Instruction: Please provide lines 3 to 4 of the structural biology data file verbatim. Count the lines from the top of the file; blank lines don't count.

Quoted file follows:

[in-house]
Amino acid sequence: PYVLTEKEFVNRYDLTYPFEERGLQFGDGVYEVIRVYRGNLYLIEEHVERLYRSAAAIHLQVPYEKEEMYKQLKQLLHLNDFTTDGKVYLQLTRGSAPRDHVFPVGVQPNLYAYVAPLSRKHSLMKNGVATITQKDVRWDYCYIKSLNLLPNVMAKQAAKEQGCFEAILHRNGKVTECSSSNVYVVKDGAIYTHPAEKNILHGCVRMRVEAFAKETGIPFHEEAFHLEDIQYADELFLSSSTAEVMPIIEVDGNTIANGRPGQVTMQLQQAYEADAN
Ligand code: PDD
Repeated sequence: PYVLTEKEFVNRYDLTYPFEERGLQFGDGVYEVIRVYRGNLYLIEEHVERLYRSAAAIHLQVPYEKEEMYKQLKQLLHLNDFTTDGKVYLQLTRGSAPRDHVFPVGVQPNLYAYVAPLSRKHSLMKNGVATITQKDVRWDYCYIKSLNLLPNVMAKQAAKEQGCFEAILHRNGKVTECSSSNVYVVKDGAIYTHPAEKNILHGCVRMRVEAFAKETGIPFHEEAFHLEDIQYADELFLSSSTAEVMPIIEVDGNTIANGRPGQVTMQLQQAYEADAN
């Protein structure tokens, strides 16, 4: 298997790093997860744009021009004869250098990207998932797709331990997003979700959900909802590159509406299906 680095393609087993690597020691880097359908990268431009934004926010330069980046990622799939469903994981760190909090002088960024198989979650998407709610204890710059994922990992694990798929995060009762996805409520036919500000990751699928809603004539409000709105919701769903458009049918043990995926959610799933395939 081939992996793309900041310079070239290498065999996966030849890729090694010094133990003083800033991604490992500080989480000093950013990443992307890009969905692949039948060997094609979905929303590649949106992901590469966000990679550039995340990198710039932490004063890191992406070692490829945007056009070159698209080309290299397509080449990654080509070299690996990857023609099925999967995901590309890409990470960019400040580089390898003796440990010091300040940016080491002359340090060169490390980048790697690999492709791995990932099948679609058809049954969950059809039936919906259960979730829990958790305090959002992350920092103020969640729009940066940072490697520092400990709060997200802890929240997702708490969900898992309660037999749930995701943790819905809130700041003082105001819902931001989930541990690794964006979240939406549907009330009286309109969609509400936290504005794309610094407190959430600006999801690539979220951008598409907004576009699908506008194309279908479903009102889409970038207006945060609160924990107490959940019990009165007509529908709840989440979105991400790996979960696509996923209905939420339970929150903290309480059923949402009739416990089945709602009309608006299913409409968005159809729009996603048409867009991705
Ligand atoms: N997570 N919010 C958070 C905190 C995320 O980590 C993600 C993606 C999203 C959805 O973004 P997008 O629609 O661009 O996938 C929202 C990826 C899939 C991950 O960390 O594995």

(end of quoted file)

Ligand code: PDD
Repeated sequence: PYVLTEKEFVNRYDLTYPFEERGLQFGDGVYEVIRVYRGNLYLIEEHVERLYRSAAAIHLQVPYEKEEMYKQLKQLLHLNDFTTDGKVYLQLTRGSAPRDHVFPVGVQPNLYAYVAPLSRKHSLMKNGVATITQKDVRWDYCYIKSLNLLPNVMAKQAAKEQGCFEAILHRNGKVTECSSSNVYVVKDGAIYTHPAEKNILHGCVRMRVEAFAKETGIPFHEEAFHLEDIQYADELFLSSSTAEVMPIIEVDGNTIANGRPGQVTMQLQQAYEADAN